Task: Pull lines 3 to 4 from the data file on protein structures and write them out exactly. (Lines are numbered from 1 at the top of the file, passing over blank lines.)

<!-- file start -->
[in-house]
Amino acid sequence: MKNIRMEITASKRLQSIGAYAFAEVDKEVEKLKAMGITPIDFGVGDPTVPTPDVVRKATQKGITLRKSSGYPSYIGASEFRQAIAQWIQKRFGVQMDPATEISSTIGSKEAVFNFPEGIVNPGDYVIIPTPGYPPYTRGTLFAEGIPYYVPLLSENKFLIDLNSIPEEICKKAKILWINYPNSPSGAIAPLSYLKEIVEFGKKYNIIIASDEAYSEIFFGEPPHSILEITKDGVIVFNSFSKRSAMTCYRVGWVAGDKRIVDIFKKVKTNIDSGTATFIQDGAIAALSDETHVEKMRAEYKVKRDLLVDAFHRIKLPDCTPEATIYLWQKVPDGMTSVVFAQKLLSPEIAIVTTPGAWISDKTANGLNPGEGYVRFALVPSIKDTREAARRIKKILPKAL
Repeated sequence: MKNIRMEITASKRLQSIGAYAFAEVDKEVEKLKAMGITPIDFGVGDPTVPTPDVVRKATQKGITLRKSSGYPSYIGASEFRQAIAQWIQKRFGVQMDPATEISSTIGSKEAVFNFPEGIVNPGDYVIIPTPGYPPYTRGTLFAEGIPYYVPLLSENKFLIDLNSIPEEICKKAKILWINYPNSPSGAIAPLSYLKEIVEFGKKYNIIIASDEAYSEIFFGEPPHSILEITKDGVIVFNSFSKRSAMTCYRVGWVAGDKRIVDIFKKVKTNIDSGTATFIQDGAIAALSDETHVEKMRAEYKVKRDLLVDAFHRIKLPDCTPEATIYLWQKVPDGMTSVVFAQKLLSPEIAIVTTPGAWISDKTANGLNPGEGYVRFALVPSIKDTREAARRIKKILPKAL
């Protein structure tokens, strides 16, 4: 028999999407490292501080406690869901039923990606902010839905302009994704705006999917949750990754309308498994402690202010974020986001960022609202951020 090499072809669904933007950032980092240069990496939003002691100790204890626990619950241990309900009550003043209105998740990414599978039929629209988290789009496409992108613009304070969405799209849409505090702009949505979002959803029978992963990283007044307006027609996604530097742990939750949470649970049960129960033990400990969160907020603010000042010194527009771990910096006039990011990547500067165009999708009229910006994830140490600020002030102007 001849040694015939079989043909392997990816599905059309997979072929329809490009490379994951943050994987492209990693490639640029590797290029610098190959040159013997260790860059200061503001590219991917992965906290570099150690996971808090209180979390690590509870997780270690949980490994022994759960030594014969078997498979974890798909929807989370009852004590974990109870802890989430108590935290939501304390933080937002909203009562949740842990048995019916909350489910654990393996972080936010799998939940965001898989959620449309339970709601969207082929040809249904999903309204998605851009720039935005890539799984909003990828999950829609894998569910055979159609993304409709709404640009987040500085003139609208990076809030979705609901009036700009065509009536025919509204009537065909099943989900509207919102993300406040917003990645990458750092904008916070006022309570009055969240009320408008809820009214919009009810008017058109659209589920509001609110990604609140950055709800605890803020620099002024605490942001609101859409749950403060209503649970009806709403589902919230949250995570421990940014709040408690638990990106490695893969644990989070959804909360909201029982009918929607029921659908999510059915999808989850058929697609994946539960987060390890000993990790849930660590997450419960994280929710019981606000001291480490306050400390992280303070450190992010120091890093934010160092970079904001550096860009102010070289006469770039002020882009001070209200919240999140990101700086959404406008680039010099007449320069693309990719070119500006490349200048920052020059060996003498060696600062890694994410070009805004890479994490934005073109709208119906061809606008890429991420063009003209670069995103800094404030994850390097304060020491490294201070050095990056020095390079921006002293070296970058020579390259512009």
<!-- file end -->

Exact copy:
Repeated sequence: MKNIRMEITASKRLQSIGAYAFAEVDKEVEKLKAMGITPIDFGVGDPTVPTPDVVRKATQKGITLRKSSGYPSYIGASEFRQAIAQWIQKRFGVQMDPATEISSTIGSKEAVFNFPEGIVNPGDYVIIPTPGYPPYTRGTLFAEGIPYYVPLLSENKFLIDLNSIPEEICKKAKILWINYPNSPSGAIAPLSYLKEIVEFGKKYNIIIASDEAYSEIFFGEPPHSILEITKDGVIVFNSFSKRSAMTCYRVGWVAGDKRIVDIFKKVKTNIDSGTATFIQDGAIAALSDETHVEKMRAEYKVKRDLLVDAFHRIKLPDCTPEATIYLWQKVPDGMTSVVFAQKLLSPEIAIVTTPGAWISDKTANGLNPGEGYVRFALVPSIKDTREAARRIKKILPKAL
């Protein structure tokens, strides 16, 4: 028999999407490292501080406690869901039923990606902010839905302009994704705006999917949750990754309308498994402690202010974020986001960022609202951020 090499072809669904933007950032980092240069990496939003002691100790204890626990619950241990309900009550003043209105998740990414599978039929629209988290789009496409992108613009304070969405799209849409505090702009949505979002959803029978992963990283007044307006027609996604530097742990939750949470649970049960129960033990400990969160907020603010000042010194527009771990910096006039990011990547500067165009999708009229910006994830140490600020002030102007 001849040694015939079989043909392997990816599905059309997979072929329809490009490379994951943050994987492209990693490639640029590797290029610098190959040159013997260790860059200061503001590219991917992965906290570099150690996971808090209180979390690590509870997780270690949980490994022994759960030594014969078997498979974890798909929807989370009852004590974990109870802890989430108590935290939501304390933080937002909203009562949740842990048995019916909350489910654990393996972080936010799998939940965001898989959620449309339970709601969207082929040809249904999903309204998605851009720039935005890539799984909003990828999950829609894998569910055979159609993304409709709404640009987040500085003139609208990076809030979705609901009036700009065509009536025919509204009537065909099943989900509207919102993300406040917003990645990458750092904008916070006022309570009055969240009320408008809820009214919009009810008017058109659209589920509001609110990604609140950055709800605890803020620099002024605490942001609101859409749950403060209503649970009806709403589902919230949250995570421990940014709040408690638990990106490695893969644990989070959804909360909201029982009918929607029921659908999510059915999808989850058929697609994946539960987060390890000993990790849930660590997450419960994280929710019981606000001291480490306050400390992280303070450190992010120091890093934010160092970079904001550096860009102010070289006469770039002020882009001070209200919240999140990101700086959404406008680039010099007449320069693309990719070119500006490349200048920052020059060996003498060696600062890694994410070009805004890479994490934005073109709208119906061809606008890429991420063009003209670069995103800094404030994850390097304060020491490294201070050095990056020095390079921006002293070296970058020579390259512009």